A friend and fellow General Mills alum recently commented on an Ad Age article titled “How General Mills Is Creating a Content Factory” featuring General Mill’s CMO, Mark Addicks, who gave the keynote speech at the recent Ad Age Digital Conference focusing on the importance of content creation. While I agree with my friend’s assessment that Mark is a brilliant marketer, as are most of the folks at General Mills, I am not quite sure I agree that content creation is a particularly new idea.
When I was at General Mills in the late 1990s, we celebrated Betty Crocker’s 75th birthday with various promotions and the unveiling of a new portrait. For those who aren’t familiar with the story, Betty was“born” in 1921 to offer personal answers to consumers’ questions about baking. In 1924 she introduced the country’s first radio cooking show, called “The Betty Crocker Cooking School of the Air.” In 1950 she introduced her big red cookbook, officially named the “Betty Crocker Picture Cookbook,” which can still be found in most kitchens. I know I have one I use regularly. In the more recent past, she not surprisingly launched her own website, www.BettyCrocker.com.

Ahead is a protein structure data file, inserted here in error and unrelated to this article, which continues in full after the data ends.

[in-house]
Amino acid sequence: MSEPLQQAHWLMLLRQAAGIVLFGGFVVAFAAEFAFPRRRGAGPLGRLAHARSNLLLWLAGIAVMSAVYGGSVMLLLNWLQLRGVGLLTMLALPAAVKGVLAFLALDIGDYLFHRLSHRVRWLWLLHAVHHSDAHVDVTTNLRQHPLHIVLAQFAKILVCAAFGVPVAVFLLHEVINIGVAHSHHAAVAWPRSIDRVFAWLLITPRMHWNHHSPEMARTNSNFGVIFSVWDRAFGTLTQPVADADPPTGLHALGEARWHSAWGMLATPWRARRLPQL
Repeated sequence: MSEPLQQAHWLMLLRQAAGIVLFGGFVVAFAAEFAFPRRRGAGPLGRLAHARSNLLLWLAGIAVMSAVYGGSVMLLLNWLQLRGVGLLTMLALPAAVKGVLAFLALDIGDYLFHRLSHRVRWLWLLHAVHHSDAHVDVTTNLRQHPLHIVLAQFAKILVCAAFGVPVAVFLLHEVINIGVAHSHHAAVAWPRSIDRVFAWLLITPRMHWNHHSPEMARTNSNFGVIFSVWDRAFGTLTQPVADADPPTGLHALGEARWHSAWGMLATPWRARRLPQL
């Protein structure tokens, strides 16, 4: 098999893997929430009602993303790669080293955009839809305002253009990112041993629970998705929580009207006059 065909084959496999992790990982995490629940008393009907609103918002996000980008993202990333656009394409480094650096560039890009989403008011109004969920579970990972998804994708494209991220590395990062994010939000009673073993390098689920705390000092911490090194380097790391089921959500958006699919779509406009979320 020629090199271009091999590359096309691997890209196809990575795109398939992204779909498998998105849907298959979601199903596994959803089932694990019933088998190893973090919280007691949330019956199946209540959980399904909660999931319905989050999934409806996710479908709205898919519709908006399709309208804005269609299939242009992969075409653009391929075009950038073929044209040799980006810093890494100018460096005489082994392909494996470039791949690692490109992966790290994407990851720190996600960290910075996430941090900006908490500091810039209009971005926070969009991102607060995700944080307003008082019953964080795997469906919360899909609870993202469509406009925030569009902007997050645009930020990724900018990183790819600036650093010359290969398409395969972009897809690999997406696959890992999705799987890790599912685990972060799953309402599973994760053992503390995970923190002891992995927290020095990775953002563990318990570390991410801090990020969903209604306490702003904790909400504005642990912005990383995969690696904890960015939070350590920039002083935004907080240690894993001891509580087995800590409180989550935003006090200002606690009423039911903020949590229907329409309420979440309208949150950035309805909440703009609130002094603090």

While Betty’s look has changed over the years and the channels she uses to deliver her recipes, advice and friendly support have changed, one important thing has not changed. At the core of nearly 100 years of success is Betty’s unwavering commitment to providing her consumers with the content they need and want. I think focusing first on what the consumer wants is a recipe for success we all – even Betty’s good friend the Pillsbury Doughboy – can learn from.
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